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Tuesday, January 20, 2015

Week 3 Notes

This week, you will discuss ethical issues involved in the court system. 
The American Judicial System is extremely complex in terms of viewing the various roles that are played and the opportunities for ethical or unethical decisions to be made. One must be aware of the fact that there are some 51 major judicial jurisdictions in the United States. Each state has its own laws, rules of procedure, and rules of evidence, so long as they do not conflict with any higher federal court that has been applied to the states under its jurisdiction, and there is the federal jurisdiction with its own laws, procedures, and rules of evidence.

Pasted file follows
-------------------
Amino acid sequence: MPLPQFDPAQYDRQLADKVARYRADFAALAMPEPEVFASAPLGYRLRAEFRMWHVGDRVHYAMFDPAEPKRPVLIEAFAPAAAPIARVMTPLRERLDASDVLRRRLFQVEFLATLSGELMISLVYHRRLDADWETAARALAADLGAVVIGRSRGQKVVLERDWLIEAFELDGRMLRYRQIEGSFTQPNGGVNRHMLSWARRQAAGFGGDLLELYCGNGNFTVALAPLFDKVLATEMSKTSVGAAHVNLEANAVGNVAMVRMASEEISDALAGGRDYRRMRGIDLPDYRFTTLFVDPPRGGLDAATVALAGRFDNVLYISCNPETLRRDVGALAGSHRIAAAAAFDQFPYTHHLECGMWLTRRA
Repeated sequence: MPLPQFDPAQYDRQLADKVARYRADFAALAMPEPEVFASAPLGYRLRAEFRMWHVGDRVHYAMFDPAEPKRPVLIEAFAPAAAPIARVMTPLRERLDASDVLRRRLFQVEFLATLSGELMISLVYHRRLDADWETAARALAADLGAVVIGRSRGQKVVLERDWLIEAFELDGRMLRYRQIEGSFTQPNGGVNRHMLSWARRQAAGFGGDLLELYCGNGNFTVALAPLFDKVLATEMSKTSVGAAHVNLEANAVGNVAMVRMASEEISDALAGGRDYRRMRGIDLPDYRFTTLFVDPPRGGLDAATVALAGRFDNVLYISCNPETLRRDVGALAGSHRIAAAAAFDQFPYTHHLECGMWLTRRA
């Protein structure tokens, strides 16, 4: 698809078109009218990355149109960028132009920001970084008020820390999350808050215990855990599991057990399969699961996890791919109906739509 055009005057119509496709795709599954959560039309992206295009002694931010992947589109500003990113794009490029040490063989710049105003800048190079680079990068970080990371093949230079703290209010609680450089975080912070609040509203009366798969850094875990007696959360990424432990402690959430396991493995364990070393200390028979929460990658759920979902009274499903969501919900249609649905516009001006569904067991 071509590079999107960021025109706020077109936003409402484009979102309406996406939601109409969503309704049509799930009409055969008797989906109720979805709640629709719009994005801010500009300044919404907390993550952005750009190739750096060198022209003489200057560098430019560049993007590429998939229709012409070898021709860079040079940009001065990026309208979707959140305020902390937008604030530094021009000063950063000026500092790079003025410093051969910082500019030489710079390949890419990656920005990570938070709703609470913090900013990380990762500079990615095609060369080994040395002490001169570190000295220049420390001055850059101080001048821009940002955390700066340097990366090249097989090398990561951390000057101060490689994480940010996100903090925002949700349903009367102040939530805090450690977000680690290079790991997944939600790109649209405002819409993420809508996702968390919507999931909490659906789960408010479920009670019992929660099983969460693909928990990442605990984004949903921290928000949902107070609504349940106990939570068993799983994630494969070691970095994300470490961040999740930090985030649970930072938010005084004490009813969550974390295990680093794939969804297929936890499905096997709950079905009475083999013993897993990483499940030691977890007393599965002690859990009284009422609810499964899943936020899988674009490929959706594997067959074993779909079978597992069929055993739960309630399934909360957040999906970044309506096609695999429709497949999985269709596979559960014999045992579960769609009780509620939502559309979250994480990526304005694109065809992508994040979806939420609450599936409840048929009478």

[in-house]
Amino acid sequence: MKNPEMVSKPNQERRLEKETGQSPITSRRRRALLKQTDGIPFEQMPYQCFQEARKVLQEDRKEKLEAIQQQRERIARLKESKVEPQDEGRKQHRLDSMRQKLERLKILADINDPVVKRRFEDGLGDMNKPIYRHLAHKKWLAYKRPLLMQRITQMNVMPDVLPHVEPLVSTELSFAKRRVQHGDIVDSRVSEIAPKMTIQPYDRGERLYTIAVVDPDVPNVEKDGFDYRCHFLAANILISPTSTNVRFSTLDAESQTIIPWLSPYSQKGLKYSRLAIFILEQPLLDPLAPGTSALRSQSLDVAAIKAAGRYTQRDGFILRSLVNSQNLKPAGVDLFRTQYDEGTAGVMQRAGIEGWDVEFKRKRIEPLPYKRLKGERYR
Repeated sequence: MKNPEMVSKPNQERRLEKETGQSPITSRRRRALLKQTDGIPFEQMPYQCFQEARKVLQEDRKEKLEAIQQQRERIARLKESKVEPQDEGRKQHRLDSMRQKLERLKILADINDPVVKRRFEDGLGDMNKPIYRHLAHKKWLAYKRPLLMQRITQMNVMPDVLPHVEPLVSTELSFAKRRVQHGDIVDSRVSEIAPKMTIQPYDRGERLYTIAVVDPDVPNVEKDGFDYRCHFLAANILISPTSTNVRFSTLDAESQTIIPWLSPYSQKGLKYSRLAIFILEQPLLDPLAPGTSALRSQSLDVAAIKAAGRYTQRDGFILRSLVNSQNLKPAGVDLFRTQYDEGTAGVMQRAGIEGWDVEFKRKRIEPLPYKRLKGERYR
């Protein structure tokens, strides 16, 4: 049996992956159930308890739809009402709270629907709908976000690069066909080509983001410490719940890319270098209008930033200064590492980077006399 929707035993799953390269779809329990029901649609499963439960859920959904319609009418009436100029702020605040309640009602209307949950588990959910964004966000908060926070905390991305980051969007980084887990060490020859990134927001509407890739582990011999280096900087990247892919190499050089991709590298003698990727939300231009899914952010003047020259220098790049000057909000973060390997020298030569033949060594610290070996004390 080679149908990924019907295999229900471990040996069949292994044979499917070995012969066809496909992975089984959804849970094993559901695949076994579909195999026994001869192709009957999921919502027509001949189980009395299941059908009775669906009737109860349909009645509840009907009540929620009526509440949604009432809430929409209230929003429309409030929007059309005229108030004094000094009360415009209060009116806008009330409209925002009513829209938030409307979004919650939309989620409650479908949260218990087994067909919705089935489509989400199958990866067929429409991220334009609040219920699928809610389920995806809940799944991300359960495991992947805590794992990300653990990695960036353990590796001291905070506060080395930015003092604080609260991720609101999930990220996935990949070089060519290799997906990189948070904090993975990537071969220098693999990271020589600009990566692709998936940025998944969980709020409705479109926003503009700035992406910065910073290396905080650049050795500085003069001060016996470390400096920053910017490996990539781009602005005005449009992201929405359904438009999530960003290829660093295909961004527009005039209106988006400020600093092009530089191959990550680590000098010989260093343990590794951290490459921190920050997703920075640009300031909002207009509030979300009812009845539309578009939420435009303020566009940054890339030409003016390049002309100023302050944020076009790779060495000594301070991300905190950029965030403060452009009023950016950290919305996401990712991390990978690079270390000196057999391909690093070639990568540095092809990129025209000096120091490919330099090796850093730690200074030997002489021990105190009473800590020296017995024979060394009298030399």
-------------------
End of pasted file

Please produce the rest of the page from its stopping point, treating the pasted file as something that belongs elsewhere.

This week, you will research and analyze how the three ethical models for
punishment—utilitarianism, deontology, and peacemaking—apply to court judgments. In conclusion, you will explain your views of possible judgment errors in the court system and how theories can be altered toward creating a more effective criminal justice system.
Before attempting the assignments, you must read the assigned text and lectures for this week. These cases and the surrounding material related to them will help you to begin to understand the ethical thought processes with which you will be confronted throughout the course.
n theory, there are three primary actors in any criminal proceeding; the judge, the prosecutor, and the defense attorney.

The defendant is of course an actor in the proceeding but rarely takes a major role except through his or her attorney. So, in terms of ethics or moral decisions, those three named actors are, in essence, on the firing line of the decision making process. The following are a few of many considerations that must be taken into account when making those decisions.